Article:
Tuesday 24 November 2015

Tropical Fruit Juice IPA (or IPA in 2015)

Cellarmaker, San Francisco. At the forefront of new IPAs
The world’s greatest craft beer style, the one with the most storied history, the one most misunderstood, most widely brewed, has been changing for the last three centuries. And IPA continues to change and evolve faster than it ever has before.

Defining what an IPA is has become a difficult thing to accurately achieve. Right now, arguably the closest we can get is to say IPA is a beer that’s pale in colour and well-hopped, specifically for aromatics. I think we’ve even got to a place where IPA is a synonym simply for ‘hoppy’ and we require a prefix to tell us more precisely what to expect (Imperial, Session, Red, and so on), with many variations being brewed.

If we take IPA to mean the typical core-range American-style IPA then it’s likely going to be 5.5%-7.5% ABV, straw-to-amber in colour, hop-bitter and aromatic with US and new world hops, and that’s a very broad general description which doesn’t tell us anything specific about the flavours or subtleties – it’s like saying a cheeseburger is a meat patty topped with cheese between a sliced bread roll, but it mentions nothing of the finer details.

One approach, albeit limited, is to break down American IPAs into some broad geographic types, or ones linked to particular periods of time, which I attempted in The Best Beer in the World.

Seeing as the style is so fast-moving, I didn’t get to include the most recent American IPA trend, which I think evolves from the profiles of Oregon, Vermont and newer California IPAs, and which can accurately be described as Fresh Tropical Fruit Juice.

These new IPAs are unfiltered (sometimes hazy, sometimes properly murky) and very pale in colour. The intensity bitterness is low and character malts are non-existent. The time of them being super-dry and bitter has shifted towards softer, rounder bodies with some residual sweetness, though you don’t immediately notice that texture because the hop aroma is so dominant, so powerfully wowing, with the aroma sticking to the subtle sweetness in the beer, and giving the unmistakable qualities of fresh fruit juice – pineapple, mango, peaches, melon, papaya. There’s also a new focus on freshness to capture those aromas at their very juicy best – two weeks old is becoming too old (don’t underestimate this and it's not like these enjoy before they die IPAs: the draft-only, local-only – perhaps brewery-bar-only – hyper fresh IPA is nearby).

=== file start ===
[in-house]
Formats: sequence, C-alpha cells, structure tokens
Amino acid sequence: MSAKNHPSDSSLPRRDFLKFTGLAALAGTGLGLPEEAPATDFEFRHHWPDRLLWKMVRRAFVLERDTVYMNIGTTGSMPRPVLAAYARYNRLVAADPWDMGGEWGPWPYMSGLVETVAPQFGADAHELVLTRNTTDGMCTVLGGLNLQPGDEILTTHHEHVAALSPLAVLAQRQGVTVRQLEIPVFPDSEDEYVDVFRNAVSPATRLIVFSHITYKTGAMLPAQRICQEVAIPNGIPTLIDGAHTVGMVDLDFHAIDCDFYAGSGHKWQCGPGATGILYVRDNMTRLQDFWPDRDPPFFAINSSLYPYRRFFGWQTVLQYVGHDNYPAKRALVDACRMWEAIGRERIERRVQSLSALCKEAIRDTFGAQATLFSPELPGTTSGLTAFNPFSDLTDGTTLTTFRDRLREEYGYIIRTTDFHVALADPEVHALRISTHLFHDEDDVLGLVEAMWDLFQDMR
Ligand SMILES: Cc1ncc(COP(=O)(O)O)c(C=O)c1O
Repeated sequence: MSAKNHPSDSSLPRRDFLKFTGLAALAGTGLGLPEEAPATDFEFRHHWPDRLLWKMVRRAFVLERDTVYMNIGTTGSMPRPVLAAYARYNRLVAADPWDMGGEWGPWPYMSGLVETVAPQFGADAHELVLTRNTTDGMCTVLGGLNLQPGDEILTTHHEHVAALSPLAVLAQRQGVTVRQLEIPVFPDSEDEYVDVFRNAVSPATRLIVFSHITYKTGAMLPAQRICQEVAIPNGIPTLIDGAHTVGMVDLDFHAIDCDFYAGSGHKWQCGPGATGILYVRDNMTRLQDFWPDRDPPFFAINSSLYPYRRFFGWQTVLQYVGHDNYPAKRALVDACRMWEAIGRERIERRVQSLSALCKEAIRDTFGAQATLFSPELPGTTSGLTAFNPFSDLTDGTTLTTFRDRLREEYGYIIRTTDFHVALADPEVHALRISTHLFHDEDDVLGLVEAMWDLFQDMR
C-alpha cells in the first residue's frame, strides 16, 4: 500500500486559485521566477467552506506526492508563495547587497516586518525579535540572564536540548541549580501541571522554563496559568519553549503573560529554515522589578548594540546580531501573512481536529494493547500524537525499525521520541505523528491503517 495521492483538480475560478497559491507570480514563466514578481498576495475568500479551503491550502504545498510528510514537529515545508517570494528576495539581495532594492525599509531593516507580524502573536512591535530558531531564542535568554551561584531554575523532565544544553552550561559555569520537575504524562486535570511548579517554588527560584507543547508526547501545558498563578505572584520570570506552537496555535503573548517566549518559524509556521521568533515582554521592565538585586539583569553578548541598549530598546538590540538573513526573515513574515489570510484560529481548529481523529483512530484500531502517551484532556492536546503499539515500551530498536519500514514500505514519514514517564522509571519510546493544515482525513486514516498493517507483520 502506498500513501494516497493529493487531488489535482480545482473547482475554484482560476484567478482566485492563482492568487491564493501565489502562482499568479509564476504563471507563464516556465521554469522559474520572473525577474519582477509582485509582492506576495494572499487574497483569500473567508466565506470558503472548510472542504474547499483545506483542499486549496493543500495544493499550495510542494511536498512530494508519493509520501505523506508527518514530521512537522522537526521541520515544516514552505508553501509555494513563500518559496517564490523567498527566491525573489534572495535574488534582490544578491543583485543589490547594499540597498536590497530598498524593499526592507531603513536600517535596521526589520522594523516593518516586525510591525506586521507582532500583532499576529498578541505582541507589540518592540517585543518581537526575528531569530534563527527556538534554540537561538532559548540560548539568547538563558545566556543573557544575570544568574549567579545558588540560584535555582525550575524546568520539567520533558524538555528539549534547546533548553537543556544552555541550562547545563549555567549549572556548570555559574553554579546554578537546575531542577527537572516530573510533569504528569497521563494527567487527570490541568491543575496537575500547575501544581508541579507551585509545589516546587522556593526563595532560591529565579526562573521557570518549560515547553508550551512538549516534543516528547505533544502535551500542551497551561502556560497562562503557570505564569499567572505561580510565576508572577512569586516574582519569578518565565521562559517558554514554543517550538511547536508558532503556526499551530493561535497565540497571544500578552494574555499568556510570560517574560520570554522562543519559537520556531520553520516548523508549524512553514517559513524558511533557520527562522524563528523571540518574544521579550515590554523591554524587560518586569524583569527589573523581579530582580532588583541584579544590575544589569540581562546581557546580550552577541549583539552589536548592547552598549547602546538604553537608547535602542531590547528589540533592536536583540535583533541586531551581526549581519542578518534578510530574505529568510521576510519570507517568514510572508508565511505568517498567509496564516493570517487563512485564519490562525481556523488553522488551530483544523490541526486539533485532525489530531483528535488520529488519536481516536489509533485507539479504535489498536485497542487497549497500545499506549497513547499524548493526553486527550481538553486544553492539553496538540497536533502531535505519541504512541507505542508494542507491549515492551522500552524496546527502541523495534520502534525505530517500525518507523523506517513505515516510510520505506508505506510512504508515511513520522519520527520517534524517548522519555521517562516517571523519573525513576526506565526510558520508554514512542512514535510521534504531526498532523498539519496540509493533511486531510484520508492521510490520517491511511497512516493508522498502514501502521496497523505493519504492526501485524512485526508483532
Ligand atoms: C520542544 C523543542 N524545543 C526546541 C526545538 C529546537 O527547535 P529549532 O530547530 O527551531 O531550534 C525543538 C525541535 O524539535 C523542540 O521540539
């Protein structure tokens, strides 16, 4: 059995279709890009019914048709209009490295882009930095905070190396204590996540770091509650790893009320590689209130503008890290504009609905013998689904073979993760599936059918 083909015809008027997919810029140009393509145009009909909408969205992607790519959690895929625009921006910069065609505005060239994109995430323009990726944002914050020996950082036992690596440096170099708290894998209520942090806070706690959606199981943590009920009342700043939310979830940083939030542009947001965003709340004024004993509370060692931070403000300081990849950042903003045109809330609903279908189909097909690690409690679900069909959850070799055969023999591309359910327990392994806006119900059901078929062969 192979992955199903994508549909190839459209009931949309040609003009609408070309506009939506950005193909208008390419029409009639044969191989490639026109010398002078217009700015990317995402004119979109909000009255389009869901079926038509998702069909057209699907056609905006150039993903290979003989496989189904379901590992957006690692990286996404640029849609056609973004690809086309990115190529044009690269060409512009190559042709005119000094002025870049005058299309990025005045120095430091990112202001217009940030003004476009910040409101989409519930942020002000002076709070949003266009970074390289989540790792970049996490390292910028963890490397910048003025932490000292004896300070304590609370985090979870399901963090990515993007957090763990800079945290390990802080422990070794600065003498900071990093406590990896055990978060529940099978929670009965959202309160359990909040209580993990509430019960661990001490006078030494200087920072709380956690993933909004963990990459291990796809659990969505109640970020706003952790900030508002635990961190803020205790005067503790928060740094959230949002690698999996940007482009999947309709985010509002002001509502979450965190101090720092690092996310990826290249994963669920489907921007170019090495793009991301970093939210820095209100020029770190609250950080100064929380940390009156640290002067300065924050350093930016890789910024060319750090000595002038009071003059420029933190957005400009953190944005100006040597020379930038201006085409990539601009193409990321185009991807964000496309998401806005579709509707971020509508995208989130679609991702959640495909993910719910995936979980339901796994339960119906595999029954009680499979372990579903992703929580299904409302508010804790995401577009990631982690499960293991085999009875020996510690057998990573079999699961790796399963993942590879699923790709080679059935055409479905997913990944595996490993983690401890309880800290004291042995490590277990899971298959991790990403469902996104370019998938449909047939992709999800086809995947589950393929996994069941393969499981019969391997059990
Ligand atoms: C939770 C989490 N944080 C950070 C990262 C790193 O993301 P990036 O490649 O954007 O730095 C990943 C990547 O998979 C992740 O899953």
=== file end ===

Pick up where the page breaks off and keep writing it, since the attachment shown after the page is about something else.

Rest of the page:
And notice that the pine resin, florals and grapefruit aromas are missing from the flavour profile of these IPAs – the classic qualities of American C-hops like Cascade, Columbus, Centennial are not present. And that’s relevant because these juicy IPAs are using newer hop varieties.

Citra was first released in 2007 but it took a couple of years before it was grown and brewed-with in larger volumes. The flavours in Citra (tropical, citrus, soft fleshy fruits) are different to those famous C-hop staples; they aren’t tangy, pithy, resinous or floral. They’re juicy.

At a similar time we got to try more Australian and New Zealand hops with their exotic tropical fruity aromas. Then came the next big hop releases from 2012 onwards: Mosaic, Equinox, Tahoma, Azzaco, Polaris, and more, plus newer European varieties like Mandarina Bavaria. These take that juiciness further and give even more tropical fruits plus melon and fragrant stone fruit. These new hops have changed the way IPAs taste because once we know it’s possible to make a beer smell like Um Bongo we crave more of its freshness. Bitterness, pine and grapefruit can do one – it needs juice now.

More Cellarmaker... They were the inspiration for this post thanks to their juicy, juicy beers
One side-effect of this change is how brewers are re-focusing on the American IPA. In the last five years we’ve seen the IPA-ification of all beers, like Black IPA, Belgian IPA, White IPA, Wild IPA, Fruited IPA, and so on, but we’re now seeing those sub-categories disappear. In their place are new IPAs. There’s IPAs using these new hops in new combinations, IPAs brewed with new hopping techniques from emerging research studies on hops, there are SMASH IPAs (Single Malt and Single Hop), hop burst IPAs, and more. It’s interesting that while the broader sub-categories seem to be disappearing, the Session IPA is an unstoppable style. And with this beer we’re seeing some of the best uses of these new hops and techniques (Stone Go To IPA, Firestone Walker Easy Jack).

IPAs currently account for around 27% of the US craft beer market, or seven million barrels of gloriously hoppy beers. In 2010 it was only around 12% of the market and one million barrels. That’s incredible growth, even more so when you consider that the craft beer segment is also growing exponentially – IPA is growing within a fast-growing category.
As well as growing up and out it’s still changing. It’s always changing; it’s been changing for 300 years, a liquid snapshot of brewing. These tropical fruit juicebomb IPAs (they are juicier than Juicy Bangers) are not like West Coast IPAs from five years ago. They’re not like the now-classic examples from 10-20 years ago (Lagunitas IPA, Racer 5, Odell IPA). These are today’s IPA where the never-ending search for newness and freshness continues to change what IPA is. And tomorrow’s IPA? Surely it can – somehow – only get juicier. Until it changes again.

1 comment:

  1. Great read. Your synonym for 'hoppy' is what really sums it up for me. Hops are just so diverse in flavour and they continue to evolve as you suggested. Another way of looking at IPA could be that the term almost signifies a 'hops sandbox' whereby brewers have open permission to experiment and explore the impressive diversity of hops. Cheers Marc.